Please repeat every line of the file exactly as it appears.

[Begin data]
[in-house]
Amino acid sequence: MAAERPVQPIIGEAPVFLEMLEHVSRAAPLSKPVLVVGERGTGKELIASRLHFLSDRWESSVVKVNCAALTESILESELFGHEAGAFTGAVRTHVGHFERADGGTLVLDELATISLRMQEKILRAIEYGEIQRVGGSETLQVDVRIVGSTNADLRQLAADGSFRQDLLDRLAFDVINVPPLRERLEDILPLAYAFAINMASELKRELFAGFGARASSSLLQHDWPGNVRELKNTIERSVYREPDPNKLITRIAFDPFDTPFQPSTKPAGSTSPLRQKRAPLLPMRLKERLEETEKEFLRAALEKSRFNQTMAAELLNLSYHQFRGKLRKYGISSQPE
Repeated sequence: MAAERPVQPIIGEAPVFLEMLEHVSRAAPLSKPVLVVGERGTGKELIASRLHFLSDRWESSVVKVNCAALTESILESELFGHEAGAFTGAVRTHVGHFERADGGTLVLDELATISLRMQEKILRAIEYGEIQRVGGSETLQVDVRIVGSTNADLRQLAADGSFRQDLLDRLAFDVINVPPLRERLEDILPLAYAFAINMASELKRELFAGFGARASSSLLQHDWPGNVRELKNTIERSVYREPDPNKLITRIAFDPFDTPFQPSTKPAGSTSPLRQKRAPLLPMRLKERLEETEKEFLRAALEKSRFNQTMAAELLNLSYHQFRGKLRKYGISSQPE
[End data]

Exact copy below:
[in-house]
Amino acid sequence: MAAERPVQPIIGEAPVFLEMLEHVSRAAPLSKPVLVVGERGTGKELIASRLHFLSDRWESSVVKVNCAALTESILESELFGHEAGAFTGAVRTHVGHFERADGGTLVLDELATISLRMQEKILRAIEYGEIQRVGGSETLQVDVRIVGSTNADLRQLAADGSFRQDLLDRLAFDVINVPPLRERLEDILPLAYAFAINMASELKRELFAGFGARASSSLLQHDWPGNVRELKNTIERSVYREPDPNKLITRIAFDPFDTPFQPSTKPAGSTSPLRQKRAPLLPMRLKERLEETEKEFLRAALEKSRFNQTMAAELLNLSYHQFRGKLRKYGISSQPE
Repeated sequence: MAAERPVQPIIGEAPVFLEMLEHVSRAAPLSKPVLVVGERGTGKELIASRLHFLSDRWESSVVKVNCAALTESILESELFGHEAGAFTGAVRTHVGHFERADGGTLVLDELATISLRMQEKILRAIEYGEIQRVGGSETLQVDVRIVGSTNADLRQLAADGSFRQDLLDRLAFDVINVPPLRERLEDILPLAYAFAINMASELKRELFAGFGARASSSLLQHDWPGNVRELKNTIERSVYREPDPNKLITRIAFDPFDTPFQPSTKPAGSTSPLRQKRAPLLPMRLKERLEETEKEFLRAALEKSRFNQTMAAELLNLSYHQFRGKLRKYGISSQPE